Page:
Center Khaled Holmes
Right Tackle Kevin Graf
Analysis: A jumbled mess for most of the fall, the offensive line was coming into focus until Markowitz injured his left foot in practice earlier this week. If the ever-optimistic USC head coach Lane Kiffin is right, the former walk-on steps right back into the starting lineup. If not, the totally unknown quantity that is Coleman gets the nod and that might be a bit of an adventure. Coleman has looked solid enough in practice, but who really knows how he would perform in the pressure of the game. It'll be up to Kalil and Holmes to shepherd this young but talented group through the first few weeks of the season.
Analysis: How much does Lee play? Plenty. When does he play? Right from the beginning. The freshman has been so dynamic it wouldn't surprise to see Woods move back to split end, which he played last season, at times to get him and Lee on the field together. Carswell is reliable, but the presence of Woods and Lee puts so much speed out there that at opposing defensive coordinators won't believe it. Grimble and Telfer will alternate plenty and could see the field together. Expect Telfer to see action between the 20s as a receiver, while Grimble brings his heft to the goal line.
Analysis: It's not a coincidence that after cooling it with his post-practice workout of jumping jacks and skipping rope, Morgan's surgically repaired knee looks spryer. He has put together a fantastic week of practice and again looks like the front-runner he was coming out of the spring. Still, he, Baxter and redshirt junior Curtis McNeal are all likely to split carries and should end up with 10-12 touches apiece. The possible return of Marc Tyler will only add to the confusion. This looks like a committee in the truest sense.
Analysis: Kiffin ideally wants to redshirt both Kessler and fellow freshman Max Wittek, so don't be shocked to see walk-on John Manoogian handling mop-up duty against Minnesota, must to the delight of his teammates. Manoogian is highly respected and an important contributor in summer workouts and on the scout team.
Defensive Tackle DaJohn Harris
Defensive End Nick Perry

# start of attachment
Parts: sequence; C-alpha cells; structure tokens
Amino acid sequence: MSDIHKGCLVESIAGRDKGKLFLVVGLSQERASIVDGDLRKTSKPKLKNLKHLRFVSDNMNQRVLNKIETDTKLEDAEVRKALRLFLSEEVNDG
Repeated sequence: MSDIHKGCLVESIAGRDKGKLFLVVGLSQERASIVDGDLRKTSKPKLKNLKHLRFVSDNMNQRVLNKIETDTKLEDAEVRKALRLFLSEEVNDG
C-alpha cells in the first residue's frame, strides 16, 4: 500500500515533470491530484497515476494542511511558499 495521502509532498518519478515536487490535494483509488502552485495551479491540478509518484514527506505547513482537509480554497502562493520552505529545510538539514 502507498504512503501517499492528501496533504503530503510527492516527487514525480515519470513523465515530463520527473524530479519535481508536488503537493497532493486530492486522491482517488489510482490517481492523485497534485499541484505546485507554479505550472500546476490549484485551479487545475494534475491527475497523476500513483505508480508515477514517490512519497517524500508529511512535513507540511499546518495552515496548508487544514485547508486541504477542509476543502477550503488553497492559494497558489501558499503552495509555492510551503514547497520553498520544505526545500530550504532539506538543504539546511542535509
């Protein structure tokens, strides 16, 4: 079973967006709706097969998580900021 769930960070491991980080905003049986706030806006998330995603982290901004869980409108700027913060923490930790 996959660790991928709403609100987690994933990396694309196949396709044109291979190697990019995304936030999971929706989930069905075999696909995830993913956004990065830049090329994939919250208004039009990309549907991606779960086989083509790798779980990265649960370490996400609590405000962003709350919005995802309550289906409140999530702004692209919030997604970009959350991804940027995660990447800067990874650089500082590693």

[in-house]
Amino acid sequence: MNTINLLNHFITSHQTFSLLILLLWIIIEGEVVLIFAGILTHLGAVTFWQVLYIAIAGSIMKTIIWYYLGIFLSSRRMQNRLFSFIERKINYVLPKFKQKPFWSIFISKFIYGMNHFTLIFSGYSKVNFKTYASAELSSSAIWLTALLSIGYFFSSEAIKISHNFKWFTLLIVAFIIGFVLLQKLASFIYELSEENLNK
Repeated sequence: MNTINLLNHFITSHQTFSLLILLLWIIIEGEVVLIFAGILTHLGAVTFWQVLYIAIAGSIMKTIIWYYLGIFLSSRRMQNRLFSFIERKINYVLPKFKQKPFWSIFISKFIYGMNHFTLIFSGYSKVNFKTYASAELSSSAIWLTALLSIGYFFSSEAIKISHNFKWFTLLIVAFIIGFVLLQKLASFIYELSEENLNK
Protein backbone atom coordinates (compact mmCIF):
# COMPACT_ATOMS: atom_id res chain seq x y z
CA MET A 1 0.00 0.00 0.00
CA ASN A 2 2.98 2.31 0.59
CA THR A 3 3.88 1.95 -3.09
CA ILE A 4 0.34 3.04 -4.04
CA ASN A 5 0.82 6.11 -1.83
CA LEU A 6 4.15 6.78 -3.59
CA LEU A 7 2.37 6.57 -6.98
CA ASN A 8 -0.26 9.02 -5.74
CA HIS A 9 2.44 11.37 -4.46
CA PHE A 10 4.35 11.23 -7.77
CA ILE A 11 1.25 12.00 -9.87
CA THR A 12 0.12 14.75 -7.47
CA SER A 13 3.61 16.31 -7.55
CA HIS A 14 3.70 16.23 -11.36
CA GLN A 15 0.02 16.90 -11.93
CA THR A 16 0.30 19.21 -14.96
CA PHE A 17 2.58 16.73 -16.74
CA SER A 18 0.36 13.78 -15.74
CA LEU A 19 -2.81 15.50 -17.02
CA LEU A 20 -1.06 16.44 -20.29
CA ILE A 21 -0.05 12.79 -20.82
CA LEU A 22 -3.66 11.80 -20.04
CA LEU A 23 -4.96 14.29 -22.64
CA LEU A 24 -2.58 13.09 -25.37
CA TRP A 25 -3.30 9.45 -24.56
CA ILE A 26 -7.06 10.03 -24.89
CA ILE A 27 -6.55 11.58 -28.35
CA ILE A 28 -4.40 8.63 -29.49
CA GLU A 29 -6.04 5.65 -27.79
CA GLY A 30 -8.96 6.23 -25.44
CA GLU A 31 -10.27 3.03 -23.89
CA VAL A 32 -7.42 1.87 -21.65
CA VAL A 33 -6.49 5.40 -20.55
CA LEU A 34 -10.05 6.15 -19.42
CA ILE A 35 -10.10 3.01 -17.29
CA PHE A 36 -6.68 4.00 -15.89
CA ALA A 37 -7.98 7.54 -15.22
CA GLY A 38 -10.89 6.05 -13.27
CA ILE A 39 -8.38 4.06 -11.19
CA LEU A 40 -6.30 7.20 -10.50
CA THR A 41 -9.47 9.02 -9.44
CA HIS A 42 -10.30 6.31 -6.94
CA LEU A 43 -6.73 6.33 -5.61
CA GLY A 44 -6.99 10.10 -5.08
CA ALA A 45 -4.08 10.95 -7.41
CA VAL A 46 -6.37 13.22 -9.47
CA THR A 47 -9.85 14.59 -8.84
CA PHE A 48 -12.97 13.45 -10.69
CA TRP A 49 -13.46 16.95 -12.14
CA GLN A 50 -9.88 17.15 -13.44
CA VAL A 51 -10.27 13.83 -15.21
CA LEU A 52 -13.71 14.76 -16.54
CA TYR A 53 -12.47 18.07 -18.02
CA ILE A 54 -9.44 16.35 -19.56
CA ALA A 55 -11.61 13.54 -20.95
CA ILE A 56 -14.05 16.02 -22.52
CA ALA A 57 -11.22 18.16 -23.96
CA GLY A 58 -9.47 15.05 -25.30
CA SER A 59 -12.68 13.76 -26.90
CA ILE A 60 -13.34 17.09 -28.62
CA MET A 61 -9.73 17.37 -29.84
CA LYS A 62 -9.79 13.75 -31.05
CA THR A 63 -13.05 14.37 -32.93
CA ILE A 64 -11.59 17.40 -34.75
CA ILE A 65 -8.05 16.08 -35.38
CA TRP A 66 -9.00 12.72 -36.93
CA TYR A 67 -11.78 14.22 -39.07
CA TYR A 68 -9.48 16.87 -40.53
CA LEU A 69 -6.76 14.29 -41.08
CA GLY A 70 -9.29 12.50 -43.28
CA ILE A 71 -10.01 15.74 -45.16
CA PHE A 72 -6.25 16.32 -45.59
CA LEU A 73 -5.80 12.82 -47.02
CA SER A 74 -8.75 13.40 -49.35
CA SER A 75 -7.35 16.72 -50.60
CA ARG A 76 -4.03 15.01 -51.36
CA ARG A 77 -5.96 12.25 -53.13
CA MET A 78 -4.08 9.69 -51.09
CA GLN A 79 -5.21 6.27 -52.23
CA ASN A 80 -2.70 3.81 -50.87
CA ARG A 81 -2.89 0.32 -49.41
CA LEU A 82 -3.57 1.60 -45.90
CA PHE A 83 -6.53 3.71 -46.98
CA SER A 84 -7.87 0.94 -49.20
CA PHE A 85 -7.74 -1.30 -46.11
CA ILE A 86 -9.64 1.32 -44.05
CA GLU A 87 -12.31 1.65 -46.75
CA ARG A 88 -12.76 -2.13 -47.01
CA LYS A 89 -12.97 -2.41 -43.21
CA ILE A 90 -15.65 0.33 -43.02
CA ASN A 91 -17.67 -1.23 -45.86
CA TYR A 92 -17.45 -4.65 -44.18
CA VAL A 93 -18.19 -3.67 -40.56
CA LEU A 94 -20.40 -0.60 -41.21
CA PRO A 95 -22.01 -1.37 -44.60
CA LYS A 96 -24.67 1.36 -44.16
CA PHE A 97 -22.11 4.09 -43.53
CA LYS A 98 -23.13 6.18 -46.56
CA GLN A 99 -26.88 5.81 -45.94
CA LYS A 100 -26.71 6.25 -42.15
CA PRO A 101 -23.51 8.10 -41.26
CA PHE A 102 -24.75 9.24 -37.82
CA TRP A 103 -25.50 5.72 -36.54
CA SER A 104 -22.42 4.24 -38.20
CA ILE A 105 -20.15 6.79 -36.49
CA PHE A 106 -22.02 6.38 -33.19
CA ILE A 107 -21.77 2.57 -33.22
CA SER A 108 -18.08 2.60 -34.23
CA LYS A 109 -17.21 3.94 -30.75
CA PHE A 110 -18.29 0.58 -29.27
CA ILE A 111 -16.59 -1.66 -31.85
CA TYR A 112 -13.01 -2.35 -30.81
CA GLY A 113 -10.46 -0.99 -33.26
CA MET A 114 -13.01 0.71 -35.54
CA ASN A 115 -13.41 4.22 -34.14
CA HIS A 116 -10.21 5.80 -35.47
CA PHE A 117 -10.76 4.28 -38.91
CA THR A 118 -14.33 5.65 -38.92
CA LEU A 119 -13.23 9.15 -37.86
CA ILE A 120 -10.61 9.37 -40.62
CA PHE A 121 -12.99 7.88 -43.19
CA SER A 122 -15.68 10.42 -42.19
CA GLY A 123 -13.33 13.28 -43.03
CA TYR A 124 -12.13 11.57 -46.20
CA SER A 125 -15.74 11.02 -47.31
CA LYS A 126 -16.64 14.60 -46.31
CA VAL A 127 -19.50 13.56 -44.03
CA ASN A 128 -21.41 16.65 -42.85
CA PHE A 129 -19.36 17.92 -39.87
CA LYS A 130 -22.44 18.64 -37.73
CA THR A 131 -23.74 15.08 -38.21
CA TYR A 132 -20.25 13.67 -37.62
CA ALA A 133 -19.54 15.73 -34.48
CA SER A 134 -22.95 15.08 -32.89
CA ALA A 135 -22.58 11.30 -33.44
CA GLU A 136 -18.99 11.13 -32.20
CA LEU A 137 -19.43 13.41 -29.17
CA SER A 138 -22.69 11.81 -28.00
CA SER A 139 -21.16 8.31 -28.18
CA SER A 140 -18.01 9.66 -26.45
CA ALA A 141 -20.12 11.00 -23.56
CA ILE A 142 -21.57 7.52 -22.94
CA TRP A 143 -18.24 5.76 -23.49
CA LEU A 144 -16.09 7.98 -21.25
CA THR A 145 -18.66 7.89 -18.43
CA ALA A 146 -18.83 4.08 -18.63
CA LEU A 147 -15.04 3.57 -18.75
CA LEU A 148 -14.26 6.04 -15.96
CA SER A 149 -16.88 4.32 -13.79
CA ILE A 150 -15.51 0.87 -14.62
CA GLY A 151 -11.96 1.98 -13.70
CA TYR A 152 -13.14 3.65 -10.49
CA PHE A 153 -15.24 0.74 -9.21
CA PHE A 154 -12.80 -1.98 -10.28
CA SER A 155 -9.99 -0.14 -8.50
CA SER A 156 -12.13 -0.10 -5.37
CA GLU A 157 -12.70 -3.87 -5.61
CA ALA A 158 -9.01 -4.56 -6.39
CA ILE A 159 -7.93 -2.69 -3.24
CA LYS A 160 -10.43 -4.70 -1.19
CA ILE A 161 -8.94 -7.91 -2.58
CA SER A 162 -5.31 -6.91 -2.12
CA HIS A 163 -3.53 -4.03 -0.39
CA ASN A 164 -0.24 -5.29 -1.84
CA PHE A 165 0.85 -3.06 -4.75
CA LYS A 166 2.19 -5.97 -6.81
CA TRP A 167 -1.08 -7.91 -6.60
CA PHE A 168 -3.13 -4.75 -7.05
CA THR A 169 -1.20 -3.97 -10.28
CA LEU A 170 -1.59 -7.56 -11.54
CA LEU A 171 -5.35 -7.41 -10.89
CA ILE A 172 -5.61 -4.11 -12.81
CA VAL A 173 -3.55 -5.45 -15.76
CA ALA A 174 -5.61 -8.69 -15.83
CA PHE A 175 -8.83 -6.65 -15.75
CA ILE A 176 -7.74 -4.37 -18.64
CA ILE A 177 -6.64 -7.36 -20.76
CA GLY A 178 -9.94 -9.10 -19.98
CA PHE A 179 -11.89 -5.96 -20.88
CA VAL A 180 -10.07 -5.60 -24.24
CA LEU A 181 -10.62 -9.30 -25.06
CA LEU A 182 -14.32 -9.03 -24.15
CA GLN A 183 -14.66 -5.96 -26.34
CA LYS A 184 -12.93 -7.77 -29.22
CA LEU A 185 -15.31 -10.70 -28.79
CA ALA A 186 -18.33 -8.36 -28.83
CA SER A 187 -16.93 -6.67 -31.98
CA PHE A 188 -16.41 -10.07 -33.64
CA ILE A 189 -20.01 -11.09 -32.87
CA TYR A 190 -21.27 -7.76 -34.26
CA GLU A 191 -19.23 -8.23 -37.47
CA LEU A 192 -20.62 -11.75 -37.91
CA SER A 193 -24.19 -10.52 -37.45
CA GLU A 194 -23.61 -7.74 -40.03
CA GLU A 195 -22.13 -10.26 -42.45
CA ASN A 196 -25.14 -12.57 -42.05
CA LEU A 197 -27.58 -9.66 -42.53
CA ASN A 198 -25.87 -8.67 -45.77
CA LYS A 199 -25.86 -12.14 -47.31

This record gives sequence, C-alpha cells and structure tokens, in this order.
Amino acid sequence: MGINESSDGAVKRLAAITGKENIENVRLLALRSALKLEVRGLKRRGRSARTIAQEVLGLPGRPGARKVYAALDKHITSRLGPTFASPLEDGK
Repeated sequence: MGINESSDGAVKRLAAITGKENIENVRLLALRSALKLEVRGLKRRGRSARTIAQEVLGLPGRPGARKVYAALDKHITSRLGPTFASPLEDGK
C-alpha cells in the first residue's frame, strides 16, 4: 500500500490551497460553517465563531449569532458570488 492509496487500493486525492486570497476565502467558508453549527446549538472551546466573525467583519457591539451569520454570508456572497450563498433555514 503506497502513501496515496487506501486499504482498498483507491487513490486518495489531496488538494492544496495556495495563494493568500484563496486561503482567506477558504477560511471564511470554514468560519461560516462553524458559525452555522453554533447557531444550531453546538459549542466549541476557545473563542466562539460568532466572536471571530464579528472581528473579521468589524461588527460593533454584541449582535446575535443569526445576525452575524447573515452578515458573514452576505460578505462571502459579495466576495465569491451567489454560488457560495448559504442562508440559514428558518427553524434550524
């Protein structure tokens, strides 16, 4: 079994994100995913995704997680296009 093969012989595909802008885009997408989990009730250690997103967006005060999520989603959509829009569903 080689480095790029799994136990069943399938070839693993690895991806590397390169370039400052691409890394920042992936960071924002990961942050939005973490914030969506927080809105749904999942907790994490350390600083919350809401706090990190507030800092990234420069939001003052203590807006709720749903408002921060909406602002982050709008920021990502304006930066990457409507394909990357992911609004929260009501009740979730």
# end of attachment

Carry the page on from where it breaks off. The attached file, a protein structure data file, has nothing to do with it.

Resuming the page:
Analysis: The Trojans have a fantastic three-man rotation at end and a solid trio on the inside that would be elevated by the return of Armstead. Cautious optimism remains that the 6-foot-5, 290-pound senior will be medically cleared in time to be play against Minnesota, giving USC another option on the line. However, if he isn't ready, freshman Antwaun Woods might be pressed into duty. Horton, Perry and Kennard, three starters with only two spots to play, would total more than 20 sacks this season if not for the proliferation of spread offense. If better play on the back seven can produce some coverage sacks, they still might. Redshirt sophomore Kevin Greene will be the fourth man at end.
Analysis: The obvious question mark is the status of Galippo's shoulder, which has kept his out of live action all this week. Kiffin said the redshirt senior must practice next week to start against the Golden Gophers. Otherwise, Dawson gets the start in his first college game. He has elevated his play since getting first-team reps and doesn't look like a normal freshman linebacker. But there is risk regardless of whoever plays ‘quarterback of the defense,' trading Galippo's health for Dawson's inexperience. Horton's work in the nickel defense gives him the edge over Pullard, who has demonstrated unexpected athleticism in both spring practices and fall camp. With the Trojans likely to use five defensive backs to defend the spread, Bailey's role could be minimal.
Strong Safety Demetrius Wright
Cornerback Tony Burnett
Analysis: When the Trojans go into their nickel defense, Robey will move inside to cover the slot receiver with Burnett and Harris on the outside. The only real drama here is at free safety, where Starling is tackling well in practice, something he barely did in games last season. Still, he and Wright seem to be so even that I'll give the slight edge to the latter, a supremely athletic sophomore that looked to be developing a strong rapport with McDonald before injuring his hip in the first fall scrimmage.
Kick Returner Robert Woods
Punt Returner Nickell Robey
Kicker Andre Heidari
Punter Kyle Negrete
Analysis: Heidari's live debut in the spring game wasn't exactly awe-inspiring, missing from 41 and 52 yards, but he has delivered since then. His combination of distance and accuracy should be a boon for the offense. Negrete has experience from his two seasons at University of San Diego, averaging 42.2 yards per punt as a sophomore. More importantly, he has known special teams coach John Baxter for years and has his unique philosophies down pat. Woods is a known quantity as one of the Pac-12's most explosive players, while Robey should quickly establish his own reputation as a dangerous return man.